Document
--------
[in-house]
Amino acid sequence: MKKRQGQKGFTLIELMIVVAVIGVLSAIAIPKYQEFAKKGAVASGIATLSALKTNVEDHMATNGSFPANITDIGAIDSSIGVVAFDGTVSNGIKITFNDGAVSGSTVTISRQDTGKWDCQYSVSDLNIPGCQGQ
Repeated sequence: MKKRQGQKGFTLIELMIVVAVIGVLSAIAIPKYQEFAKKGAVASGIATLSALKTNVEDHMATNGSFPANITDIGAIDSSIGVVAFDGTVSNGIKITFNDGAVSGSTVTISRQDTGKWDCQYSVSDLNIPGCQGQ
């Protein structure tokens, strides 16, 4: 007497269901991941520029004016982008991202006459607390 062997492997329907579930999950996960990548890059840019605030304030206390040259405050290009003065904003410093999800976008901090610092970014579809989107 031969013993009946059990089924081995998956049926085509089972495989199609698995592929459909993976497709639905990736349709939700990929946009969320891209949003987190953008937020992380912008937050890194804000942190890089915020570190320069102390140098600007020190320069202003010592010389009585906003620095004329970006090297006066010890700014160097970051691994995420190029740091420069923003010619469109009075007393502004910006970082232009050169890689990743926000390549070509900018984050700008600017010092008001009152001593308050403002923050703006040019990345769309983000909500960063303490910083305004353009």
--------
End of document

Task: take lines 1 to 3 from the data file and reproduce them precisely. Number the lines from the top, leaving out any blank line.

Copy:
[in-house]
Amino acid sequence: MKKRQGQKGFTLIELMIVVAVIGVLSAIAIPKYQEFAKKGAVASGIATLSALKTNVEDHMATNGSFPANITDIGAIDSSIGVVAFDGTVSNGIKITFNDGAVSGSTVTISRQDTGKWDCQYSVSDLNIPGCQGQ
Repeated sequence: MKKRQGQKGFTLIELMIVVAVIGVLSAIAIPKYQEFAKKGAVASGIATLSALKTNVEDHMATNGSFPANITDIGAIDSSIGVVAFDGTVSNGIKITFNDGAVSGSTVTISRQDTGKWDCQYSVSDLNIPGCQGQ